Ferguson turns to cow metaphor to explain his beef

MANCHESTER UTD (1) VS BURSASPOR (0)

MANAGER Sir Alex Ferguson issued a passionate defence of Manchester United and his own record after a low-key European win overshadowed by his escalating public row with Wayne Rooney.

Ferguson hit back at Rooney’s criticism of United’s ability to challenge for trophies by pointing to his own hugely successful spell in charge.

Then in a bizarre twist the Scot chose a metaphor involving cows to illustrate that Rooney would come to regret switching clubs.

“He wants assurances? Have I won 30 trophies or what?” quipped Ferguson. “We have a structure at the club which is good, we have the right staff, the right manager, the right chief executive, he’s a brilliant man. There’s nothing wrong with Manchester United, not a thing wrong with it.”

Ferguson revealed United owners the Glazer family had been contacted last night and today would be “the end of it”.

He added: “Sometimes you look in a field and you see a cow and you think it’s a better cow than the one you’ve got in your own field. But it never really works out that way.
“It’s probably the same cow which is only as good as your own cow. We have to deal with that – some players like to think that it’s a better world somewhere else. It never really works like that.”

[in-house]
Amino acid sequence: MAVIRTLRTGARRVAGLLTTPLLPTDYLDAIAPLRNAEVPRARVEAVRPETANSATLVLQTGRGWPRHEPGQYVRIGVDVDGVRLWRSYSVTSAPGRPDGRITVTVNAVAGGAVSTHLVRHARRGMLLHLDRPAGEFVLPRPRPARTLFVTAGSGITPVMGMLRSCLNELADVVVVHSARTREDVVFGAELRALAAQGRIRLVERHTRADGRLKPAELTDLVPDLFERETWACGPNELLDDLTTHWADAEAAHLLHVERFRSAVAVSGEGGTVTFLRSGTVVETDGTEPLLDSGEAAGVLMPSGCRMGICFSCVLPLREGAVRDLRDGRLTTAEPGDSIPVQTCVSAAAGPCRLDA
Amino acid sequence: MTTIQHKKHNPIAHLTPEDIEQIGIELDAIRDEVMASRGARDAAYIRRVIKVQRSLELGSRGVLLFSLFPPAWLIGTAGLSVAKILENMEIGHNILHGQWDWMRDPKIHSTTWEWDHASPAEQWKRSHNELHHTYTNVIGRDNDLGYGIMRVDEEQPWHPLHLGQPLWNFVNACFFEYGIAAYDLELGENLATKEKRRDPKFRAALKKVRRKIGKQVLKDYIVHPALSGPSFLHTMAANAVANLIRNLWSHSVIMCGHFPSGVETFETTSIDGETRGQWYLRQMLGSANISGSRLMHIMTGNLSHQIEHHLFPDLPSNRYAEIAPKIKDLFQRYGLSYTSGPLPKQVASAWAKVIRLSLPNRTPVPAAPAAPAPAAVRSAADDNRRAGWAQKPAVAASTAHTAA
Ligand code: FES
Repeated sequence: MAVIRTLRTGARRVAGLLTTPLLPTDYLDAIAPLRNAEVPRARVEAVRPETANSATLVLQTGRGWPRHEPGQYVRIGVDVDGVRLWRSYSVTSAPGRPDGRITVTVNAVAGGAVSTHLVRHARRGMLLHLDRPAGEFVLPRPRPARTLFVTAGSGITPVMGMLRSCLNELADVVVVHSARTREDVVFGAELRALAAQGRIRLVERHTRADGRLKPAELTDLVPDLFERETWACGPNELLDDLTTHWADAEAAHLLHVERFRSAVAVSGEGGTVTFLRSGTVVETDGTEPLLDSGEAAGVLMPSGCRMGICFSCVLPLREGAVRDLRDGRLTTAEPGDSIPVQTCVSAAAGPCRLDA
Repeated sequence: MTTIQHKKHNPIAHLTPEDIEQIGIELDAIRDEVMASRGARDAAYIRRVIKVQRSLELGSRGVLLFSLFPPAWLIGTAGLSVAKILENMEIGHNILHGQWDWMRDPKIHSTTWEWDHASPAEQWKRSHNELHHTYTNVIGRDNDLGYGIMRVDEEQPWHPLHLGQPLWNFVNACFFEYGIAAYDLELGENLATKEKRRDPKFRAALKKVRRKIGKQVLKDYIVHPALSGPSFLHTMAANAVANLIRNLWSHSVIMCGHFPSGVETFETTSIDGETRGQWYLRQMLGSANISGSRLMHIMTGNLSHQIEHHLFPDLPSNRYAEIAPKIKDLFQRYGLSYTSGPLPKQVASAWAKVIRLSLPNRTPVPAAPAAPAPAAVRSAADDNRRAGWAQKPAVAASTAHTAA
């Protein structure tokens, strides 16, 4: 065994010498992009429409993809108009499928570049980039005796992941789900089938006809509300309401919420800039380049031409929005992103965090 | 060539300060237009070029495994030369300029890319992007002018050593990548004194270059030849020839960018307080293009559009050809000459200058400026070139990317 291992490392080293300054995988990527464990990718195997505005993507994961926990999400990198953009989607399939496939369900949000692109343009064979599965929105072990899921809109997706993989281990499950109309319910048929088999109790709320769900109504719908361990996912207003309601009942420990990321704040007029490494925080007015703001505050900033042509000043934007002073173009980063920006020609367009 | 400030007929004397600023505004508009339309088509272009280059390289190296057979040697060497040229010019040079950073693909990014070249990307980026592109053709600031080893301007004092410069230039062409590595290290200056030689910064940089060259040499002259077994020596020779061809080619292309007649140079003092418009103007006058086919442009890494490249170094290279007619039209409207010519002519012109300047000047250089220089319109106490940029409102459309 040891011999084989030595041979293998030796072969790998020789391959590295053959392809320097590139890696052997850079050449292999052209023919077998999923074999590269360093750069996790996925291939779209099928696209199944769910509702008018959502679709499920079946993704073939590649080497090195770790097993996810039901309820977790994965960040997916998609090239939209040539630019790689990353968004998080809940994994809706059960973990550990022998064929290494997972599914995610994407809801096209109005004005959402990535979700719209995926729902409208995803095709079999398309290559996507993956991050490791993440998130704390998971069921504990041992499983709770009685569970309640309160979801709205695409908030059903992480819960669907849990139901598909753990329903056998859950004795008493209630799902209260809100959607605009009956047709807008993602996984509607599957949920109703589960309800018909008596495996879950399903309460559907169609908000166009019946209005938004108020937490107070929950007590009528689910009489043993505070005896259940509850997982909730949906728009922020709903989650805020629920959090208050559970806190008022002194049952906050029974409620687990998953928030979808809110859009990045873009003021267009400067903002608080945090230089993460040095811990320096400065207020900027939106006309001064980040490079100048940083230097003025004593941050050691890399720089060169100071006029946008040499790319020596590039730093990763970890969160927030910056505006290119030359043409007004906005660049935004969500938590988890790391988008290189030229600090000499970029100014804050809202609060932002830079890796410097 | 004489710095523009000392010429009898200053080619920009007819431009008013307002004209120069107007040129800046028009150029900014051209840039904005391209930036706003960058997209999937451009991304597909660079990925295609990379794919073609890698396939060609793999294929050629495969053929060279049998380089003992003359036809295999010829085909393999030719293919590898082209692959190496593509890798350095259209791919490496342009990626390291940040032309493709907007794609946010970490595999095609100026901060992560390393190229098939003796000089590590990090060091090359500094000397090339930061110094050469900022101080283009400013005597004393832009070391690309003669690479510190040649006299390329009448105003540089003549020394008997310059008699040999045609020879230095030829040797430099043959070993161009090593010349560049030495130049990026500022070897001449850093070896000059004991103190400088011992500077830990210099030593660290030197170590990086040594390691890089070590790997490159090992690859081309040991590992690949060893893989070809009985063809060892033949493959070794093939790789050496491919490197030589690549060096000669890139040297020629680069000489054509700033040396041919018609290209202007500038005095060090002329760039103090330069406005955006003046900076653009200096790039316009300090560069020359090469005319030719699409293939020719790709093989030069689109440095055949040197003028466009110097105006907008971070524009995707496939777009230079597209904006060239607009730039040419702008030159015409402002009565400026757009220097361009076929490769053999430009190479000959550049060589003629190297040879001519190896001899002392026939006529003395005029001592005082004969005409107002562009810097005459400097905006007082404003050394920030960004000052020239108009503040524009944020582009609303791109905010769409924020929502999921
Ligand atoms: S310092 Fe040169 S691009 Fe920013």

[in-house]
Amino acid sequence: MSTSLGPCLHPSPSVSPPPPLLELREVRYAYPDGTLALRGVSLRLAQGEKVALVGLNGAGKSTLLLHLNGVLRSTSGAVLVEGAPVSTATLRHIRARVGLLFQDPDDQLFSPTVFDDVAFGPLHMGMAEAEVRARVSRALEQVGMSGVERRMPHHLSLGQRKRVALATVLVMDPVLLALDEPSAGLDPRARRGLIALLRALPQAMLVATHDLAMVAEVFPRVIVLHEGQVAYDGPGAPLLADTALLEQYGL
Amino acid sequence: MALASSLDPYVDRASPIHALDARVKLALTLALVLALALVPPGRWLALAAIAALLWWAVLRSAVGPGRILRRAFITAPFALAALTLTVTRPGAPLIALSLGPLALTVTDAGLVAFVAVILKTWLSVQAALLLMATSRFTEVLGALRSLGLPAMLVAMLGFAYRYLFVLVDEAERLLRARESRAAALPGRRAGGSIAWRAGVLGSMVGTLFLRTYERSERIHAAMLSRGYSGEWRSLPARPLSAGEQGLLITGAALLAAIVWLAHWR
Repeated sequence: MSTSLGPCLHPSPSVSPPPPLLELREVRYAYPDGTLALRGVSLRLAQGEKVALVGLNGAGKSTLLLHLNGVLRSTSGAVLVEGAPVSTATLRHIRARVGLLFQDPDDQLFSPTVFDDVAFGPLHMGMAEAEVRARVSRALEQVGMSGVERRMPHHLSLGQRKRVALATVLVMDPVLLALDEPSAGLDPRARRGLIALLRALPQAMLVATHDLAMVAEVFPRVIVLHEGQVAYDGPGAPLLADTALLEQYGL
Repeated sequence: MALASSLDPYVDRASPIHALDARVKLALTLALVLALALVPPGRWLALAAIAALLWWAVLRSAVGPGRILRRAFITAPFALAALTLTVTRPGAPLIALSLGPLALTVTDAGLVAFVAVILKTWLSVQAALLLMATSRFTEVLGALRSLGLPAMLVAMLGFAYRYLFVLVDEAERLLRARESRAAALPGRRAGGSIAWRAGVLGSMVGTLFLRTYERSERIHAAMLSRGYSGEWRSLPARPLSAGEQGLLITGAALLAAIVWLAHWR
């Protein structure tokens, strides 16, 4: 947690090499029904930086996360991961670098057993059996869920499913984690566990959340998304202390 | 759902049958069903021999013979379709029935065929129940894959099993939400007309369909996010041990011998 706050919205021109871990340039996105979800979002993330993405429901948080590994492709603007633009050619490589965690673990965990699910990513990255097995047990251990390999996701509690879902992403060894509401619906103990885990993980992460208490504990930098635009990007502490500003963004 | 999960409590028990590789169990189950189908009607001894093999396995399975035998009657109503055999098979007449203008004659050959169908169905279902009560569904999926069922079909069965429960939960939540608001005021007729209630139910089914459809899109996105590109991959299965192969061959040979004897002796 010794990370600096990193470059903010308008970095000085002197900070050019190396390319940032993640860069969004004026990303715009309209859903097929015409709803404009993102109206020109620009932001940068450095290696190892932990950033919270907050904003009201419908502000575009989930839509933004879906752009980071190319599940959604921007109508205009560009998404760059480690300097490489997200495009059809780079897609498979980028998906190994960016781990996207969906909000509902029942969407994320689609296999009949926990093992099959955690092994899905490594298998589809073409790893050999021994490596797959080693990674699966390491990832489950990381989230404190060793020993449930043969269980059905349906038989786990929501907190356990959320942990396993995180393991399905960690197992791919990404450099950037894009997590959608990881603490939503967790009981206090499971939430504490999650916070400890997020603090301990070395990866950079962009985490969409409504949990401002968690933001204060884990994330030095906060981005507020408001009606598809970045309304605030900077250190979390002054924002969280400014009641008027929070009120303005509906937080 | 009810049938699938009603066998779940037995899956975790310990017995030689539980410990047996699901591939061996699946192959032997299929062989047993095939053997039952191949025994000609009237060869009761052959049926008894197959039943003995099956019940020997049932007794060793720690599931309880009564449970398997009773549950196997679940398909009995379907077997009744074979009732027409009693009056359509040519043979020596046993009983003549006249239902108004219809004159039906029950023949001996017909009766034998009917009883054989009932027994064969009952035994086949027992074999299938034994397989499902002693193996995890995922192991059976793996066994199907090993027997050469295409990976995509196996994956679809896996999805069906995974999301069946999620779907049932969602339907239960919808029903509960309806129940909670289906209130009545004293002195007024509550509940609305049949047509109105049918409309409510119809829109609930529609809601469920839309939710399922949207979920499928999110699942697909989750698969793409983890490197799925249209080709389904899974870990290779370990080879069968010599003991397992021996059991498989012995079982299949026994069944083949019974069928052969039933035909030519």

Rooney’s shadow hung over Old Trafford last night during an unspectacular victory, albeit earned by an eye-catching strike from Nani, that cemented United’s place at the top of Group C. Valencia’s failure to win at Rangers makes United strong favourites.

Portugal winger Nani (left) opened the scoring in the seventh minute when he cut in from the right and curled a 20-yard shot past goalkeeper Dimitar Ivankov.

Defender Nemanja Vidic headed wide when he should have doubled the advantage before half-time and the Premier League side wasted further chances to add to their tally after the break. French midfielder Gabriel Obertan nodded off target from a good position, while Mexico striker Javier Hernandez was also guilty of dragging a shot wide.